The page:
An Interview with “Bourne” Filmmaker Scott Z. Burns

Scott BurnsScott Z. Burns is an Academy Award winning producer and writer, originally from Golden Valley, MN. His work includes An Inconvenient Truth, Contagion and The Bourne Ultimatum. Scott will be speaking at the Sabes JCC on Sunday night to benefit the Twin Cities Jewish Film Festival taking place from October 23- November 2nd.

Molli Mayeron interviewed Scott for this article. Molli is a Minneapolis native who worked for 10 years as a producer in New York and LA before returning to the Twin Cities last year. She has produced shows for networks including NBC, MTV, and VH1 and recently worked for E! Entertainment where she produced the red carpet for the Oscars, Emmys, Grammys, and Golden Globes for many years.

Molli Mayeron: You were originally in advertising and worked on the “Got Milk” campaign. What made you decide to leave a successful career and try your hand at a new one?

Scott Z. Burns: I always wanted to be a storyteller, and even the commercials that I wrote were sometimes accused of being short films. I felt like I wanted to be able to tell stories without having an obligation to a product or a sales pitch.

MM: How did you get your foot in the door of the film world?

SZB: I started writing television commercials and, you know, I’d write them and go on-set. When I was on-set, I was so fascinated by filmmaking and I’d get involved in editing the commercials, so that was sort of my education. Then, Peter Berg (Battleship, Hancock) and I met and we started talking and really hit it off. He had written a show before Friday Night Lights named Wonderland and he offered me a job writing on it. I went to NY and wrote for that show for a season. That was the first time I wrote anything long-form.

MM: Today, people are finding themselves shuffling through numerous industries and careers. You made the transition from ad-man to filmmaker so effectively; do you have any advice for people trying to transition from one field to the next?

SZB: I was really fortunate that the best advice my father ever gave me is, “Don’t think about what you want to do with your life, just think about what you want to do next.” If you are in a job, especially a job that is utilizing a skill like writing which transfers across many fields, you just need to follow your heart about what you want to do. People always ask me, “Should I write a genre movie, an action movie, horror movie…” I ask them, “Is that really what you want to do? Why don’t you write the story that you really think needs to be told? Not the one with commercial value. Find what’s unique about your voice and tell the story in a way only you can tell it.”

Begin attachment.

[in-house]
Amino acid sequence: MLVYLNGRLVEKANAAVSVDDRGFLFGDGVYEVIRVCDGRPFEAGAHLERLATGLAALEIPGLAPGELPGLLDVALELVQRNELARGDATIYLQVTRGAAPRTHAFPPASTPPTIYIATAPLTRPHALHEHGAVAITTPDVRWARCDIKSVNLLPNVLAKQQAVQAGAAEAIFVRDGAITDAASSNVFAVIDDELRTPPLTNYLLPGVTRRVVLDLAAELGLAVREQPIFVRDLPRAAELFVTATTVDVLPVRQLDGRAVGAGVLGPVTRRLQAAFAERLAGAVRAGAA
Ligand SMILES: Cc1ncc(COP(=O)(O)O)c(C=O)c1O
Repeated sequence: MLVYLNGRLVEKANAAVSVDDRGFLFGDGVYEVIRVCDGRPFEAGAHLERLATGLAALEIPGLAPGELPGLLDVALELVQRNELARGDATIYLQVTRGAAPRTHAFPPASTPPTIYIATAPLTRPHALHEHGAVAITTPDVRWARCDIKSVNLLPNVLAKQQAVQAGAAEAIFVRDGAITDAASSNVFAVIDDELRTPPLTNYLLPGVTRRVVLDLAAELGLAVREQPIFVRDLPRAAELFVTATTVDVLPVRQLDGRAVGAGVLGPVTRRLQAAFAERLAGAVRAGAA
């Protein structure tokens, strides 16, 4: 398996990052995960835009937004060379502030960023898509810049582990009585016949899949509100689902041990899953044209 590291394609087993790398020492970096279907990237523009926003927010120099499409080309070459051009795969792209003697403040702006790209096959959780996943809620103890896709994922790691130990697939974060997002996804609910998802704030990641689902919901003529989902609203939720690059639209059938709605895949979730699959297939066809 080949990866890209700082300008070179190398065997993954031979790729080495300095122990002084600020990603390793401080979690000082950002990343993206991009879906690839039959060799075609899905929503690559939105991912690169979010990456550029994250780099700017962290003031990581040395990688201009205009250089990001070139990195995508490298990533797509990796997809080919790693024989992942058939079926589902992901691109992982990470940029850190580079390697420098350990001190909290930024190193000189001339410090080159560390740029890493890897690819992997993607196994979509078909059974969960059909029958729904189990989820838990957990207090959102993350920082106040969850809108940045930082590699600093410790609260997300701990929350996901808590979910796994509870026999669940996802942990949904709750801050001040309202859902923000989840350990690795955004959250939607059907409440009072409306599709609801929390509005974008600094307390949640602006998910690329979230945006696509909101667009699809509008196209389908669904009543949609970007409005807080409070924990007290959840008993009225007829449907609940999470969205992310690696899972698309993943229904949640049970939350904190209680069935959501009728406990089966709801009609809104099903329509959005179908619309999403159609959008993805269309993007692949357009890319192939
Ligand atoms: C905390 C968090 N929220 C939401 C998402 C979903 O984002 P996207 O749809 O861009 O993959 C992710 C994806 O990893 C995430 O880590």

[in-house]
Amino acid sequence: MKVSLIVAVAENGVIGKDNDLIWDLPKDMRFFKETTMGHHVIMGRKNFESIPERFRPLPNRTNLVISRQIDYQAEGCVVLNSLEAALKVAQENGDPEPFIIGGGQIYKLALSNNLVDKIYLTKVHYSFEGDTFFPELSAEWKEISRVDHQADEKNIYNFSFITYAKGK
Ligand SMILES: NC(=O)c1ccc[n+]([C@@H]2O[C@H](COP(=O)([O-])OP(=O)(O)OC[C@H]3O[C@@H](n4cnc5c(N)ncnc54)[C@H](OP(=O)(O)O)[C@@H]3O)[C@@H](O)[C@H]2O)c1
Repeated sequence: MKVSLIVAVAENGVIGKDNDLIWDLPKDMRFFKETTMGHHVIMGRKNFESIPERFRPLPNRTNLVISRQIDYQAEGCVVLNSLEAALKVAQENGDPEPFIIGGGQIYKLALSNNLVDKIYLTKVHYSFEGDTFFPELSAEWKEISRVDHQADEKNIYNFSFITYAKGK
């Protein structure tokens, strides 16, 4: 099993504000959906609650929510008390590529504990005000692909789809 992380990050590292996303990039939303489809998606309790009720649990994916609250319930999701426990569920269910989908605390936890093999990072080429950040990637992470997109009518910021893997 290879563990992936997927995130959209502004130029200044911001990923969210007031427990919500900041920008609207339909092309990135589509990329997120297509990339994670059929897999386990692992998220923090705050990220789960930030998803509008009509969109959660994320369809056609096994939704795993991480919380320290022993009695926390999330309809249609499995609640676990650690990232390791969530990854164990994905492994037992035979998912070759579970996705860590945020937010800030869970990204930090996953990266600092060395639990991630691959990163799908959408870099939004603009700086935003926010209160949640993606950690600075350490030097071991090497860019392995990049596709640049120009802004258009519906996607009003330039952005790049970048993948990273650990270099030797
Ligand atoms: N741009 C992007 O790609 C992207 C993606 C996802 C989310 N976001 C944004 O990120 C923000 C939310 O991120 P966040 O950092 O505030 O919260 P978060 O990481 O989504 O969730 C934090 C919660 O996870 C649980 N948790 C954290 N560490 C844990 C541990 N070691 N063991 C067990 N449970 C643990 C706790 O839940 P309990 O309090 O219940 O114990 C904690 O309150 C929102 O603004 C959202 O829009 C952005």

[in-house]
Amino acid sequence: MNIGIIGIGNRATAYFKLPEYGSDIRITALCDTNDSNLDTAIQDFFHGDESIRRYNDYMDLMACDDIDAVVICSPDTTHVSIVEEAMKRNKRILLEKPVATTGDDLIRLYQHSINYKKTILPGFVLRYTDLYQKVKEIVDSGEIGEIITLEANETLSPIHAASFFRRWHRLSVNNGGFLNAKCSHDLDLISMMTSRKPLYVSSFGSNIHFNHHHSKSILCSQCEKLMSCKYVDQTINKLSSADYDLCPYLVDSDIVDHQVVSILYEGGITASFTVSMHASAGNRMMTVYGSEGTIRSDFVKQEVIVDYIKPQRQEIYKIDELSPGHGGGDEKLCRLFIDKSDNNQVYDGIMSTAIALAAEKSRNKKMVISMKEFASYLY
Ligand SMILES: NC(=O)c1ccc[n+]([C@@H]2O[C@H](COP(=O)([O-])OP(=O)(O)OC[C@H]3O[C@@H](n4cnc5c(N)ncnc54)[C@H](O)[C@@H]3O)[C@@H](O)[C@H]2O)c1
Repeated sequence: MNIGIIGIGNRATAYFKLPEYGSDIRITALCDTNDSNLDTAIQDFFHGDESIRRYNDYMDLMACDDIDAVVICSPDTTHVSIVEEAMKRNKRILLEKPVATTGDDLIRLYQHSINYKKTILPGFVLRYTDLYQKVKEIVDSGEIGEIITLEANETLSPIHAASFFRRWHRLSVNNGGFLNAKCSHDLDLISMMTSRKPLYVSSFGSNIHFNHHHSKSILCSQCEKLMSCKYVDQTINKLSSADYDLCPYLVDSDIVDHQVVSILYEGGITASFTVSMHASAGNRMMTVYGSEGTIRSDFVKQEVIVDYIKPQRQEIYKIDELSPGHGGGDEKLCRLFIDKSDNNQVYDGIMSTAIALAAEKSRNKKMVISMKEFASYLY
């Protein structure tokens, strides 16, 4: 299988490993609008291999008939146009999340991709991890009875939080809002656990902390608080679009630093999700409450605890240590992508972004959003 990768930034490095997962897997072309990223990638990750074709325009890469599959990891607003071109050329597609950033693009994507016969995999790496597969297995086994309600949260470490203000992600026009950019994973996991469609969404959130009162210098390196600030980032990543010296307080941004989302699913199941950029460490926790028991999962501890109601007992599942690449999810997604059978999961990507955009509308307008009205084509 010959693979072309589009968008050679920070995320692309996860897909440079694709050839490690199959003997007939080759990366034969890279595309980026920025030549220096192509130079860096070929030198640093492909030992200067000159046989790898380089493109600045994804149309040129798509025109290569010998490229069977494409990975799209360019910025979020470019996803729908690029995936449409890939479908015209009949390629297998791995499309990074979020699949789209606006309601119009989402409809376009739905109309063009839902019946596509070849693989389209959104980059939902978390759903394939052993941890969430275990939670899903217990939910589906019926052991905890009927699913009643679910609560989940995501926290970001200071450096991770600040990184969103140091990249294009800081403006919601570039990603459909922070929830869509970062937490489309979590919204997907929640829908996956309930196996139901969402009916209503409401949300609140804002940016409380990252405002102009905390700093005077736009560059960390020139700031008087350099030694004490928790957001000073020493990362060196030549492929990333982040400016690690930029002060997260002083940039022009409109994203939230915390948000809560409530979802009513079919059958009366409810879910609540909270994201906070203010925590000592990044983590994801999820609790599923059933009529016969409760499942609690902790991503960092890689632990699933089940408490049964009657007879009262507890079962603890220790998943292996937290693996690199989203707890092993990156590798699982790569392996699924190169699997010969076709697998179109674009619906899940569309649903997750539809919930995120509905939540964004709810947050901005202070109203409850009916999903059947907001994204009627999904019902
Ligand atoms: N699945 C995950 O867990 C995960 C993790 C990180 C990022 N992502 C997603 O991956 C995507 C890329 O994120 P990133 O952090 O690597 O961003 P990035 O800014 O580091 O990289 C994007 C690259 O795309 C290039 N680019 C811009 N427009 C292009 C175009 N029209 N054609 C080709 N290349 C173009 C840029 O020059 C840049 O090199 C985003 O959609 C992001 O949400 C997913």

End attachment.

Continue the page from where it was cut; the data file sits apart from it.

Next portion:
MM: How did you begin collaborating with Steven Soderbergh?

SZB: I had heard the story about the informant on the NPR show This American Life and I went around LA and pitched it. I hadn’t really sold a pitch before, and Steven’s company initially passed. I called their head of development and said, “I don’t know Steven, but from my sense of him I’m surprised you’re passing. Can I have another chance?” They said, “No we don’t give second chances.” I said, “OK, well is there anyway I can drop off a CD of the radio show that I heard?” They said OK. I did it, and two days later I got a phone call from somebody going, “Hey, this is Steven Soderbergh.” I think my response was “Oh bullsh-, it is not.” He said, “No really, it’s me. I think that story would make a great movie. Why don’t you come in and meet with me?” We’ve been working together ever since. It hasn’t just been an immensely rewarding collaboration, but it’s really great that after working with somebody for 10 years you still feel like they are your friend.